What happens when the lights go out? It depends.
On Nov. 9, 1965, an electrical power failure plunged Northeast America into darkness. The entire city of New York went black. Despite the inconvenience, New Yorkers passed the night quietly. The most notable fallout from the evening was a spike in births nine months later.
Contrast that with July 13, 1977, when two lightning strikes overloaded some Con Edison substations. The cascading power failure produced a blackout that lasted only one day. Yet it unleashed a night of terror and looting unseen in New York since the Civil War riots.
In America’s most recent brush with disaster, millions lost power due to Hurricane Irene. Most seemed to bear the difficulties with a stiff upper lip, patiently waiting for the lights to come back.
Overall, the East Coast weathered this storm rather well. That’s due, in large part, to the upfront work of state and local officials, who took the threat seriously. Evacuation orders were issued in a timely fashion. Precautions were taken.
But will we react as prudently and with such discipline next time? Each nation has a unique culture of preparedness that colors how it views the challenges of public safety and disaster preparations and response.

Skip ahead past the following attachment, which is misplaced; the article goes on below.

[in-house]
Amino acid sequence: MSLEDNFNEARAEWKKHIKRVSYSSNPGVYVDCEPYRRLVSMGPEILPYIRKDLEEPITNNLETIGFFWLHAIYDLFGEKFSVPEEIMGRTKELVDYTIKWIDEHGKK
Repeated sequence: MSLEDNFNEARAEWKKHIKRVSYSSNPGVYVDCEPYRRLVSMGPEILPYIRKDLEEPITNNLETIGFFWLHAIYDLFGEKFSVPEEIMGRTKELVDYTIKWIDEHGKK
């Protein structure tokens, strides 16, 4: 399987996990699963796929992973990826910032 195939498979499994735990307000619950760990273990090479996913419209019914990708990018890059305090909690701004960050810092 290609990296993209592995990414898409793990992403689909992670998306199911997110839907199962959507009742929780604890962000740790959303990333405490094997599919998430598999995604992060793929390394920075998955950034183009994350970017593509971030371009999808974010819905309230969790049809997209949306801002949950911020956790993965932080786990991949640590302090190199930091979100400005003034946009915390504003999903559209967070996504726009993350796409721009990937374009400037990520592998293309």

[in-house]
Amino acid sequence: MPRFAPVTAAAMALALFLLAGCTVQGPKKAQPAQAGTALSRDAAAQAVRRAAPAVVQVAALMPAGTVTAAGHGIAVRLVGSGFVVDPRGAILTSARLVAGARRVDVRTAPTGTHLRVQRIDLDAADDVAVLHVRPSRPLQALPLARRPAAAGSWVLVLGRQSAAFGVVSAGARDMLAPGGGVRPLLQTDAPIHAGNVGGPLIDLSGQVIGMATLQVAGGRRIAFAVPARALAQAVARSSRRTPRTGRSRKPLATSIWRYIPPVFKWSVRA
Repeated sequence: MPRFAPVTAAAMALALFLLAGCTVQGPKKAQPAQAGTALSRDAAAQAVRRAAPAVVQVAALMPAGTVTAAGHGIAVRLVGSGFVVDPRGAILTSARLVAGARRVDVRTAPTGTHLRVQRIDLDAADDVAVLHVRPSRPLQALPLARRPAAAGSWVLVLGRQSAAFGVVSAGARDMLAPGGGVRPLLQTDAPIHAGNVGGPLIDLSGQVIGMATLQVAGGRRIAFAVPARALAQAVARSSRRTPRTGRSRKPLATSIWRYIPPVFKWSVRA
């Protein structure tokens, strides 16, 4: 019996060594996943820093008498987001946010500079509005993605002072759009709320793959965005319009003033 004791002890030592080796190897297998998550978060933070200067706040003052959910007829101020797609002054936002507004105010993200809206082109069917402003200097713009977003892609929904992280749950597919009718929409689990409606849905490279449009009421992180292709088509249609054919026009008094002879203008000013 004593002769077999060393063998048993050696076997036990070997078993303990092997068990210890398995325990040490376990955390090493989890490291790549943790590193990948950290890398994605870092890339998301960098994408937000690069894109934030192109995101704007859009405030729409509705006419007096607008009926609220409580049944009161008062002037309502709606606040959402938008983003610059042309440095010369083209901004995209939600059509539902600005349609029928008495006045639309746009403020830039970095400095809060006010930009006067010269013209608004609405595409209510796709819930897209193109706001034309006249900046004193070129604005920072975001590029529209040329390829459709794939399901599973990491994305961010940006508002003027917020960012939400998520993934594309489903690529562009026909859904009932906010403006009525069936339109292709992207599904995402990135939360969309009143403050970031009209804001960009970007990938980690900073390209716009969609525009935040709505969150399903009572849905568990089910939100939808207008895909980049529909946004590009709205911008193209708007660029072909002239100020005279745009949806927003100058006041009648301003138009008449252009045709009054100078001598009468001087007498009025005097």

Japanese preparedness culture, for example, differs significantly from that in the United States. Japan is geographically a much smaller country. When large disasters strike, they tend to impact the nation as a whole. The country has frequent similar disasters.
This uniformity makes establishing a common preparedness culture less challenging than it is in the U.S. Here, diversity reigns — not just in terms of the makeup of the population, but also in terms of the geography affected and the scope and nature of the disasters experienced.
Perhaps because of these wide variations, Americans are more prone to “mood swings” when it comes to preparedness. How we respond reflects how we feel at the time.
Research by emergency preparedness experts shows that in the United States, individuals prepare for natural or man-made technological disasters only if they have some experience that makes them believe such disasters might actually affect them. Thus, people in Oklahoma take the threat of tornadoes seriously, and people in Florida prepare for hurricane season. Yet as the event recedes in memory, preparedness levels decline. For example, in California, as time between major earthquakes lengthens, preparedness levels drop off commensurately.
The experience of 9/11 did little to change this dynamic. The vast majority of Americans still pay little attention to preparedness for a terrorist attack.
James Jay Carafano is a senior research fellow for national security at The Heritage Foundation.